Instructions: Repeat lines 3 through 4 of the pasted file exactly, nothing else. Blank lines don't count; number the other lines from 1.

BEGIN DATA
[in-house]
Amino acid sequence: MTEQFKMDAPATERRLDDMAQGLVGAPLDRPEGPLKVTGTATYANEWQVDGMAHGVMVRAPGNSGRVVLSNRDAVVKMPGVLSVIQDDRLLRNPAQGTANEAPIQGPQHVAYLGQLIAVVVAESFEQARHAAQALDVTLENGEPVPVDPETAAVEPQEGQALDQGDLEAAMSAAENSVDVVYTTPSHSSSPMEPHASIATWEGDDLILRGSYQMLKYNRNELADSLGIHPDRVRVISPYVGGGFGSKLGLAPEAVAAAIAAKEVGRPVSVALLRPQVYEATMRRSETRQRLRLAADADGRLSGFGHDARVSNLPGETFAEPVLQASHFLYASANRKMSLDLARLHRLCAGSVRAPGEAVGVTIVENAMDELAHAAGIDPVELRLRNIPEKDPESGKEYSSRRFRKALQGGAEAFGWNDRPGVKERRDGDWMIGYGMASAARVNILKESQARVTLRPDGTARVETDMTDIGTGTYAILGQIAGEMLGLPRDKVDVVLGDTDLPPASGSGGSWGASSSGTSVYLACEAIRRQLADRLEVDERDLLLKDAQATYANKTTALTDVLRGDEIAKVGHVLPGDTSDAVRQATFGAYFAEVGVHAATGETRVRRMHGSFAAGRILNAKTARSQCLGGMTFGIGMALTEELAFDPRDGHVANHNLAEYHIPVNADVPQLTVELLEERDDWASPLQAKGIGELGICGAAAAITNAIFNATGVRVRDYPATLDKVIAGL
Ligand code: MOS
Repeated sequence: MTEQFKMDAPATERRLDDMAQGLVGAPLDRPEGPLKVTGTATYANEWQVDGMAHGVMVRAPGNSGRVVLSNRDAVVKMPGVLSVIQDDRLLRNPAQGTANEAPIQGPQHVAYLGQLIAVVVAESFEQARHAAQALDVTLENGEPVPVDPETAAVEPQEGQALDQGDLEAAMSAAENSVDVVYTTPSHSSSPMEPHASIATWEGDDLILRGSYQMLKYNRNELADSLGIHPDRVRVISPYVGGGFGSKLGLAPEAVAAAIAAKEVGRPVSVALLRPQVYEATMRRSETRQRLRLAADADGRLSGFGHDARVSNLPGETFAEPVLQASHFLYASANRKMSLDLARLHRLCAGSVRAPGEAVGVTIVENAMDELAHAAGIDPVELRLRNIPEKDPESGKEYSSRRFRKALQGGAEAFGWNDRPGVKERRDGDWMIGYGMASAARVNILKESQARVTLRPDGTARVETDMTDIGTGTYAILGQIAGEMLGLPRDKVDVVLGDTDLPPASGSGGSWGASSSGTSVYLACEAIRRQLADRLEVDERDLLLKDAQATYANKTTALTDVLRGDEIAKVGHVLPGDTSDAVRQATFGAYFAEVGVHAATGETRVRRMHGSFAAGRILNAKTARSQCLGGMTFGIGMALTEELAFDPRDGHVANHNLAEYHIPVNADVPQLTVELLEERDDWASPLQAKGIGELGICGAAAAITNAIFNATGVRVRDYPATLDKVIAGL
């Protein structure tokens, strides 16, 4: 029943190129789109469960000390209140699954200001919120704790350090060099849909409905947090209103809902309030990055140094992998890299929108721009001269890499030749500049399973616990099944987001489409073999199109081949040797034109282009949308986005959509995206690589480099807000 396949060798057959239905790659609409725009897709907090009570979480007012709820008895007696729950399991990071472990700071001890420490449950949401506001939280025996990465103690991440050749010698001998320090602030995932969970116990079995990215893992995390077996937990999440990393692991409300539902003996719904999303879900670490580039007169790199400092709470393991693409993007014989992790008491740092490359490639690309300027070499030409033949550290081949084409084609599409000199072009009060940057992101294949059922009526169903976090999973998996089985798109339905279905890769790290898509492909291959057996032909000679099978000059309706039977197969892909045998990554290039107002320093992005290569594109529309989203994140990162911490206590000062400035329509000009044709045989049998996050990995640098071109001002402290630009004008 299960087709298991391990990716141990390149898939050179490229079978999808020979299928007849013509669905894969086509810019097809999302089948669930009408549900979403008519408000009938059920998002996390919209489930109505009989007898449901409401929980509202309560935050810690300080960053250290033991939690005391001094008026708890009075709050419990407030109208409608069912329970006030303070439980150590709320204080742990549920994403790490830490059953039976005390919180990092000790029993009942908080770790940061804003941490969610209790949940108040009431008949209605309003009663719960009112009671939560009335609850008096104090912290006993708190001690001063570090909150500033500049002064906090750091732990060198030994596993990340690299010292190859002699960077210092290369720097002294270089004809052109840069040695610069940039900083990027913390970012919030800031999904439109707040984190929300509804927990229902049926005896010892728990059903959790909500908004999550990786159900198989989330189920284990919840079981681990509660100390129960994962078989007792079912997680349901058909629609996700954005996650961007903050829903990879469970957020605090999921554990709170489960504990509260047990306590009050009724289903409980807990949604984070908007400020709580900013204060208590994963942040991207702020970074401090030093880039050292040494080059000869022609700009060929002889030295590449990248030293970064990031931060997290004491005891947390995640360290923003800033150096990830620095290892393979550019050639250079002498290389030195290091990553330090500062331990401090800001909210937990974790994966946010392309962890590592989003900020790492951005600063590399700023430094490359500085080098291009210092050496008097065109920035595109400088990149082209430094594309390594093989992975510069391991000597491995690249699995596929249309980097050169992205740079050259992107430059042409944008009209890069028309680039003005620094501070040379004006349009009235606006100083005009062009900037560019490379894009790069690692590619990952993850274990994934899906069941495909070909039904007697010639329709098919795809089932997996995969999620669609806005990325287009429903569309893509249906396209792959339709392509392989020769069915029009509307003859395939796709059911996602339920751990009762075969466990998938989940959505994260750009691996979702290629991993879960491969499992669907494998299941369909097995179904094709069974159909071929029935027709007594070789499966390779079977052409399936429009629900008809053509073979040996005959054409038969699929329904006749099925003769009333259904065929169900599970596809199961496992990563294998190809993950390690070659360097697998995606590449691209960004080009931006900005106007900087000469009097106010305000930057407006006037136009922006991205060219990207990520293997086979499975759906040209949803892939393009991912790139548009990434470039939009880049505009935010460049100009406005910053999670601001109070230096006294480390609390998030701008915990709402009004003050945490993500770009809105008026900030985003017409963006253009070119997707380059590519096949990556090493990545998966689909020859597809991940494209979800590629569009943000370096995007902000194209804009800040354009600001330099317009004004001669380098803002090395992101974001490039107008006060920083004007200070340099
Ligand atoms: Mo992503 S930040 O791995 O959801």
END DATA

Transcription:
Ligand code: MOS
Repeated sequence: MTEQFKMDAPATERRLDDMAQGLVGAPLDRPEGPLKVTGTATYANEWQVDGMAHGVMVRAPGNSGRVVLSNRDAVVKMPGVLSVIQDDRLLRNPAQGTANEAPIQGPQHVAYLGQLIAVVVAESFEQARHAAQALDVTLENGEPVPVDPETAAVEPQEGQALDQGDLEAAMSAAENSVDVVYTTPSHSSSPMEPHASIATWEGDDLILRGSYQMLKYNRNELADSLGIHPDRVRVISPYVGGGFGSKLGLAPEAVAAAIAAKEVGRPVSVALLRPQVYEATMRRSETRQRLRLAADADGRLSGFGHDARVSNLPGETFAEPVLQASHFLYASANRKMSLDLARLHRLCAGSVRAPGEAVGVTIVENAMDELAHAAGIDPVELRLRNIPEKDPESGKEYSSRRFRKALQGGAEAFGWNDRPGVKERRDGDWMIGYGMASAARVNILKESQARVTLRPDGTARVETDMTDIGTGTYAILGQIAGEMLGLPRDKVDVVLGDTDLPPASGSGGSWGASSSGTSVYLACEAIRRQLADRLEVDERDLLLKDAQATYANKTTALTDVLRGDEIAKVGHVLPGDTSDAVRQATFGAYFAEVGVHAATGETRVRRMHGSFAAGRILNAKTARSQCLGGMTFGIGMALTEELAFDPRDGHVANHNLAEYHIPVNADVPQLTVELLEERDDWASPLQAKGIGELGICGAAAAITNAIFNATGVRVRDYPATLDKVIAGL